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Untapped Potential: Refugee Youth in the City

Women's Refugee Commission - Wed, 23 Jan 2013 12:00 GMT
Author: Samuel Witten Counsel Arnold Porter Llp Women S Refugee Commission Board Of Directors
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The presence of hundreds of thousands of displaced Syrians, including countless vulnerable youth, is one of the most familiar—and challenging—aspects of the current Syrian refugee crisis. Most of these displaced youth are living in cities and towns in often desperate conditions, where a very different humanitarian response is required than in traditional camp programming, where most of the long-term expertise in the humanitarian community lies. Like refugees anywhere, these youth and their families are seeking better shelter, more work opportunities and greater security than would be available in their original places of residence or in camp settings.

The Women's Refugee Commission has found that while urban settings offer increased economic opportunities for many displaced people, including youth, urban locations can also present numerous obstacles to success and safety that are difficult to overcome. In this respect, most refugees face all the challenges of the very poor, but must also deal with the added risks that come from being in a new and unfamiliar environment, where they are often not welcome and are competing for limited opportunities with the local community, which is frequently under stress. Challenges in many locations include prohibitions on the right to work legally, harassment and abuse from local authorities and employers, and xenophobia. As has been well documented, refugee women and girls are at heightened risk of sexual violence and exploitation.

The Women's Refugee Commission has drawn on its expertise and experience with these vulnerable populations with an analysis and action plan addressing the particular needs of refugee youth in cities, Economic Empowerment of Urban Refugee Youth: Guiding Principles.

The Women’s Refugee Commission found that many of the displaced youth it interviewed and studied—despite their age, vulnerability and inexperience—are often the family members ultimately responsible for ensuring that they and their families can survive financially. In this environment, only the luckiest youth manage to achieve some earning ability and continue with their education. For most, the need to work translates into no time or opportunity for any schooling, formal or informal. Moreover, the work youth can find is often unsafe and often quite dangerous: A particularly troubling example noted in the Women's Refugee Commission report are the so-called “invisible” girls engaged in domestic work where they are typically abusive and exploitative. Equally disturbing are the numbers of young men and women who feel they have no viable options but to resort to gang activity, prostitution or other harmful practices to earn money.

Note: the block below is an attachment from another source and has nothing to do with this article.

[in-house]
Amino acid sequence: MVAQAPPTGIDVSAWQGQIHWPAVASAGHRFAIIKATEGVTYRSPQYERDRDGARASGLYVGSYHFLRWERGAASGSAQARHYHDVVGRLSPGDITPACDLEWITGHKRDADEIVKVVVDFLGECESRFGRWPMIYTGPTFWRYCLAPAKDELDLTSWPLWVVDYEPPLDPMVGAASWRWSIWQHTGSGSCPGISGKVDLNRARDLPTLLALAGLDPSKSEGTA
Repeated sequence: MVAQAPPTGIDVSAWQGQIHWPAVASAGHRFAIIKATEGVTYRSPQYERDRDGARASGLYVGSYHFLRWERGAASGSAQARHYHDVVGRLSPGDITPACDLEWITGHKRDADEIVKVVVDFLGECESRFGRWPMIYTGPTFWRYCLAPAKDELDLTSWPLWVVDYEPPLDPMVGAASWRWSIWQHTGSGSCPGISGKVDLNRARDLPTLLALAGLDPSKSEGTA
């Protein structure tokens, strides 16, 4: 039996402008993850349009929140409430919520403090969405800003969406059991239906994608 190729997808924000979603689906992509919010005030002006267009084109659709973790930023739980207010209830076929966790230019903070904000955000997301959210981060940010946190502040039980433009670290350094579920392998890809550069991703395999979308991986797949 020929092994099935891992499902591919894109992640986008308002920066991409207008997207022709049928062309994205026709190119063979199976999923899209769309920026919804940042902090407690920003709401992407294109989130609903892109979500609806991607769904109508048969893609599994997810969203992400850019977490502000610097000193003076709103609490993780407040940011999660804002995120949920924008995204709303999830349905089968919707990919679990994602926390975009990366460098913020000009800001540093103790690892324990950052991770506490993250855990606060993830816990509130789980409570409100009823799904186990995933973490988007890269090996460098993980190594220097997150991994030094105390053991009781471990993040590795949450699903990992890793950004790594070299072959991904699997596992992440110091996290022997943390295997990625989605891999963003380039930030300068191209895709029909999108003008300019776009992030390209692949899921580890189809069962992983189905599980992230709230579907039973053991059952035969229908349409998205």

Experts often write in general terms about the likelihood that at-risk youth, if not provided special assistance, will threaten the stability and security of their communities. But as the Women’s Refugee Commission found, despite these widely acknowledged concerns, there are few programs that specifically target the needs of displaced young people. Given the potential upside for youth if given increased opportunities, this is a very unfortunate missed opportunity on so many levels, beginning with the chance to recognize and build on youth as economic and social assets to their communities.

The tremendous untapped potential in this population can be developed through improvements such as (1) stronger social networks, (2) increased access to financial services and (3) opportunities to develop education and job skills.

The Women’s Refugee Commission’s report identifies these and other key guiding practical principles for urban refugee youth programming. These include creating an enabling policy environment and mainstreaming youth participation in program design and implementation. The principles noted by the WRC highlight the importance of integrated programming to address the inter-related needs of displaced youth in areas such as health, education, job training and life skills development. They also provide background and information to lead to increased opportunities for safe and dignified work and access to flexible, formal and non-formal education and training options that allow youth to continue working. Finally, the principles recognize that youth are hungry for opportunities to socialize and develop relationships with their peers, including those from host communities, as well as with adult role models.

The humanitarian community, including nongovernmental organizations, host governments and international organizations, has a responsibility to recognize and address the unique needs of displaced youth in urban environments. Only through sustained and targeted assistance can young people have hope for a better future for themselves and their families, making them agents of greater stability, security and prosperity in otherwise difficult environments. 

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